Campbell is a physical press-man cornerback that is good at dictating the rep early and getting in phase effortlessly off that. That physicality carries into his abilities against the run, where he does a good job understanding his role on the outside and uses his length to wrangle down ball carriers attempting to make him miss.

If he becomes more efficient in his transition and continues to develop his feel for route concepts (he lacked reps early in his college career), he possesses borderline CB1 traits.

Marlon Tuipulotu, DT, Southern California

Marlon Tuipulotu‘s game has felt a bit forgotten throughout this draft process. His teammate, Jay Tufele, on the other hand, has been touted in the top 50 during points of the draft cycle. Neither wowed with their pro day testing, which should give the overall edge to Tuipulotu. Still, it’s been mostly crickets. Tufele’s stock was based on his athletic upside. After a 2020 opt-out and just okay testing, I’ll take the better player on tape.

This is especially true for the Cowboys in this 7-Round 2021 Mock Draft. They need a good run-defending defensive tackle like my dog needs her dinner at 5 o’clock sharp. There’s a lot of whining when it comes to both.

Tuipulotu possesses nice hands that he adequately uses to discard blockers on his way to the ball carrier in pursuit. Tuipulotu moves well in the short areas to get outside of his frame and finish tackles, and he disengages early in the process to pursue runners in his areas. He also has the versatility of playing as a nose and three-technique. Although he is a three-technique naturally, he can spell on the interior if need be.

Bobby Brown, DT, Texas A&M

The Cowboys got some defensive tackle help with the last pick in this 7-Round 2021 Mock Draft, but they still need a one-technique. Well, I should say they needed one. Bobby Brown has one of the higher upsides of any player in the draft class.

It’s challenging for the 321-pound defensive tackle to grade well. Brown ended up with a 9.82 Relative Athletic Score for defensive tackles. Our own Kent Platte created a special tab for the big boys (320+ pounds). In that category, Brown tested in the 93rd percentile or higher in every athletic metric, and he’s an elite athlete for the position.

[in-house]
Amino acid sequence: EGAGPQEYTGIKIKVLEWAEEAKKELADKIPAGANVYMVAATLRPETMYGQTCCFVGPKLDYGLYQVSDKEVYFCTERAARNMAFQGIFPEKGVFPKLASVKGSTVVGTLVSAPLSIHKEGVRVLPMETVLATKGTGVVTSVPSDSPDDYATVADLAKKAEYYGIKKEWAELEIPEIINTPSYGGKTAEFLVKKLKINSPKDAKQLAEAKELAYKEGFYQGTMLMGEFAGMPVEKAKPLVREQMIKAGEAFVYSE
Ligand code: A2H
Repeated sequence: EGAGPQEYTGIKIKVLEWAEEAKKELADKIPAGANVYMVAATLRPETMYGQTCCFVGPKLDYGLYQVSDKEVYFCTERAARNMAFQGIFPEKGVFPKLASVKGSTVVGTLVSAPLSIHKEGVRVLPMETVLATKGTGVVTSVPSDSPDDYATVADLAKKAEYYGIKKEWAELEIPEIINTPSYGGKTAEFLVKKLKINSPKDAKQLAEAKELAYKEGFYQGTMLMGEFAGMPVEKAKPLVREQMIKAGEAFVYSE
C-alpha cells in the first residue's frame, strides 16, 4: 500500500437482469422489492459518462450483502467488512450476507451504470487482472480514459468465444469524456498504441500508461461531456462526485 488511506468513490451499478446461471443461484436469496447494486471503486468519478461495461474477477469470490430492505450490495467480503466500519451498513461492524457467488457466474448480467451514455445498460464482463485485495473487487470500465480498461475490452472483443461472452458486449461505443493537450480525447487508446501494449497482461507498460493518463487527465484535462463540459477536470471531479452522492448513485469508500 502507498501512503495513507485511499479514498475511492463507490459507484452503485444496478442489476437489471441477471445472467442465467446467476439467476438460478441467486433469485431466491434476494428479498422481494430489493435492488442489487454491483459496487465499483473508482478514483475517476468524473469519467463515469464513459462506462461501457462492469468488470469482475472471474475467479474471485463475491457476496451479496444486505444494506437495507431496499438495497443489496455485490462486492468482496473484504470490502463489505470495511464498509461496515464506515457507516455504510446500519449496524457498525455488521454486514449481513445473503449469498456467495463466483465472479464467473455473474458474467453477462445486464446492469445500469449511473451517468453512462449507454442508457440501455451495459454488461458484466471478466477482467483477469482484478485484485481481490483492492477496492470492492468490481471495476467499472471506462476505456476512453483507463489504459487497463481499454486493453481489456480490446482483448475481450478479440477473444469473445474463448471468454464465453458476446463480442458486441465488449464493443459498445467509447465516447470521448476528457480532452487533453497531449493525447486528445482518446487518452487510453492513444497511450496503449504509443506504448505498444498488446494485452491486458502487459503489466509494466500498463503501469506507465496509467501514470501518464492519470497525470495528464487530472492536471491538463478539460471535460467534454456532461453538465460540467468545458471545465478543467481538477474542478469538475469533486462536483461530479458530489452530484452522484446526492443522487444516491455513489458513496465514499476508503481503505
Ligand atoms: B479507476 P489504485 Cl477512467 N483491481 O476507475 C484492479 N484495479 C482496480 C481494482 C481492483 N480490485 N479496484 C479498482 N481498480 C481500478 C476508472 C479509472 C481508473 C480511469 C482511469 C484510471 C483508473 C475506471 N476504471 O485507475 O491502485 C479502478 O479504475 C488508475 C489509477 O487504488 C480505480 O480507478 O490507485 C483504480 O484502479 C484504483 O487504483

On top of that, Brown’s hands are like sledgehammers. He brings an ability to collapse the pocket as a pass rusher. Brown can move and pursue in space. He is a top-50 prospect held down by his own lack of interest at times, however.

Brown didn’t break out until his final collegiate season, and many fans of the program scoff at Brown as a pro prospect because of his perceived lazy efforts. In a rotation where he can play with his pedal to the floor, he should find that ceiling at the NFL level.

Monty Rice, LB, Georgia

Monty Rice is a shorter linebacker with short arms, which makes taking on blocks a spot of bother in his game. Rice must learn to remain in that inside hip leverage to runners as not to overpursue. Nevertheless, the reason he is here is that he’s very, very explosive.

Rice brings a massive amount of pop in his pads in his tight, compact frame. He’s also quite adept in spot-drop zone coverage and has the straight-line speed to carry the seam vertically. Rice projects as a situational linebacker who can come in during coverage situations early as he progresses.

Trevon Grimes, WR, Florida

Trevon Grimes is a massively-built receiver who tested better than expected. He plays the ball in the air quite well and does good work along the sideline. He’s a tough player who has decent feet for a receiver of his size to try and gain separation.

However, Grimes lacks explosion and won’t be one to get open against NFL cornerbacks consistently. His wins will come in contested situations. He also brings added value as a blocker, which could get him on the field on special teams, especially if current receiver Noah Brown leaves after 2021.

Getting a situational receiver in this 7-Round 2021 Mock Draft with the possible departures of Brown, Cedrick Wilson, and Michael Gallup after this upcoming season is imperative.

Camryn Bynum, CB/S, California

Camryn Bynum is a good football player that lacks the physical upside to be considered a good prospect. He’s an instinctual and intelligent coverage defender who will probably end up at safety at the NFL level.

Everything he’s good at as a player, and the areas where he struggles athletically, lends him to make that switch. Bynum started at California as a true freshman and never looked back. He has a knack for finding the football, tallying 35 passes defensed in 42 career games and 6 interceptions on top of that. His versatility brings necessary depth to the secondary room in this Cowboys 7-Round 2021 Mock Draft.

Malik Herring, EDGE, Georgia

Malik Herring is the tweener type of defensive end/defensive tackle prospect the Cowboys might like to have after the retirement of Tyrone Crawford. He possesses a great build for natural leverage at 6-foot-3 and 275 pounds, but the real ticket is his outstanding length, with arms measuring 33 1/8 inches and a wingspan over 81 1/8 inches.

If Herring can add or lose weight, the Cowboys could find someone to add depth on the defensive line at two positions instead of one, allowing them to use a roster spot elsewhere.

Tedarrell Slaton, DT, Florida

There will not be many situations where I don’t take Tedarrell Slaton in this spot. Yes, this means three defensive tackles in this draft. But the one-technique is a position that holds little draft value, so getting good players there late on Day 3 is easier than most positions.

Slaton possesses endless length. He’s not going to make many plays outside of his immediate area. Nevertheless, his ability to get down to 330 pounds after reportedly being 380 at one point shows a dedication to his craft. As a pure gap filler, Slaton has as much ability as anybody.